Reviewed by Colin Jacobson (April 17, 2014)
With 2014’s The Marked Ones, the Paranormal Activity franchise delivers its fifth movie in only 51 months. Yeah, the original flick got a film festival debut in 2007, but it didn’t earn a broad release until October 2009, so few saw it until then.
Via a US gross of $32 million, Marked Ones becomes the weakest earner of the bunch, but given the low budget involved, it still turned a sizable profit. The $5 million cost of Marked Ones looks like big bucks compared to the $15,000 (!) of the first film, but it remains chump change in Hollywood terms.
Given those profits, I assume we’ll get yet another Paranormal Activity flick before too long, though probably not in the Marked Ones universe, as it detours a wee bit from its predecessors. Set in summer 2012, Marked Ones introduces us to Jesse (Andrew Jacobs), a recent high school graduate who uses some of the money given to him to buy a video camera.
Jesse claims that he hears weird noises from the apartment of downstairs neighbor Ana (Gloria Sandoval). He utilizes his new camera to document some of this and witnesses events like a strange ritual Ana conducts with a naked woman (Angelina Morales).
Matters become even more perplexing when Jesse’s valedictorian classmate Oscar (Carlos Pratts) shoots and kills Ana. From there, Jesse and his pal Hector (Jorge Diaz) escalate their investigation and soon find themselves amidst plenty of spooky weirdness.
When I reviewed Paranormal Activity 4, I disliked it and stated I should probably bail on the franchise. After all, I didn’t enjoy the first one either, and the two seemed so similar that it appeared unlikely a fifth entry would do much for me. (I never saw films two and three.)
So why did I give Marked Ones a look? Hope springs eternal, I guess, and also it came billed as more of a “cousin” to its predecessors instead of a tale directly connected to the others.
Unlike the first four Paranormal Activity films, Marked Ones doesn’t act as a true sequel/prequel. It becomes the first of the franchise to essentially leave out the Katie character from the original – as an active participant, that is. She does make an appearance, one that would fall into spoiler territory if I discussed it, but suffice it to say that she plays no real role in the film.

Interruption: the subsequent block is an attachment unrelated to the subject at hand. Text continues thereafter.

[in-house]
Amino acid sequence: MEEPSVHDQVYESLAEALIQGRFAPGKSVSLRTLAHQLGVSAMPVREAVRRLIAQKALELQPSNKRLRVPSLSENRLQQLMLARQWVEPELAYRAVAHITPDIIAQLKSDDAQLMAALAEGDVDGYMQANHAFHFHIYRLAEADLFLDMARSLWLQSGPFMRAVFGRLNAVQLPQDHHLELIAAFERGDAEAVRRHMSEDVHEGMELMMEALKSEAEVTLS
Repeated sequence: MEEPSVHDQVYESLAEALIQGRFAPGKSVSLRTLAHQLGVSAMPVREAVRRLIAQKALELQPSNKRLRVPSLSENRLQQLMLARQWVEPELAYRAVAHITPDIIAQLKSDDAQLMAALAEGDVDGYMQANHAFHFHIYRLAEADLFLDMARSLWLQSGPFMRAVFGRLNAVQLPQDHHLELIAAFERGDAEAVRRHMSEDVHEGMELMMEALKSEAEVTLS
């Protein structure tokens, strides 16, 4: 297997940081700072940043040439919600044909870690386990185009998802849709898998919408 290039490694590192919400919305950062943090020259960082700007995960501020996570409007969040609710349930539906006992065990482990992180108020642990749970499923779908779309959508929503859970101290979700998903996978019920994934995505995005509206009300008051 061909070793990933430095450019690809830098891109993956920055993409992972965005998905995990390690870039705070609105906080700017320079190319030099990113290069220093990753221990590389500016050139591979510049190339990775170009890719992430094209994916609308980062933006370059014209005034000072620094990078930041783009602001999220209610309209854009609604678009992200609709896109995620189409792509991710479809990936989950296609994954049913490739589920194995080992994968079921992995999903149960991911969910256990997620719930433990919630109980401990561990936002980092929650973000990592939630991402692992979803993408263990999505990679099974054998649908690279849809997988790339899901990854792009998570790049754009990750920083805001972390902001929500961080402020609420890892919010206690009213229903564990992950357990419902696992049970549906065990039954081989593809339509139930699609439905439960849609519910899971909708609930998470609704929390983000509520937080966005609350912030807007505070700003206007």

While this does make Marked Ones a deviation from the usual characters, it doesn’t alter the standard pacing/action template. In the prior films, we saw a lot of ordinary, everyday activity punctuated by occasional moments of alleged spookiness. Those occurred so infrequently – and were so forgettable – that the movies generated little to no tension/excitement.
Marked Ones tends to follow this mix of banal and supernatural, though I think it probably favors the latter more than its predecessors – especially during its second half. The first half of the movie may cause one to wonder if anything will ever happen in the movie beyond the antics of some Latino teens with a lot of time on their hands. Yeah, we see a few hints of the titular paranormal activity, but these remain small tidbits.
The situation improves in the second half, though, and occasionally threatens to redeem the rest. Marked Ones definitely leans on dramatic material more heavily than its predecessors, and this makes it semi-interesting.
For a while, at least. Without question, Marked Ones fares best in its second act. That section comes with the most intrigue as it hints at the supernatural changes within Jesse; the story adopts a bit of an Unbreakable feel and turns reasonably involving. Other components like a haunted electronic “Simon” game add a little pizzazz as well.
Unfortunately, the rest of the movie doesn’t work well. The first act lacks much of interest as it sets up the characters, and the third act simply goes off the rails with its twists and turns. I do appreciate that Marked Ones attempts more action than its sluggish cousins, but it doesn’t achieve much. It gives us plenty of antics but precious little actual horror or tension.
I guess it should count for something that Marked Ones provides a more interesting experience than its perpetually dull predecessors, but that doesn’t make it an honest to God “good movie”. Actually, this might become the biggest disappointment of the bunch, as it almost becomes enjoyable for a while before it loses its way. I might prefer it to the other flicks in the franchise, but I still don’t think much of Marked Ones.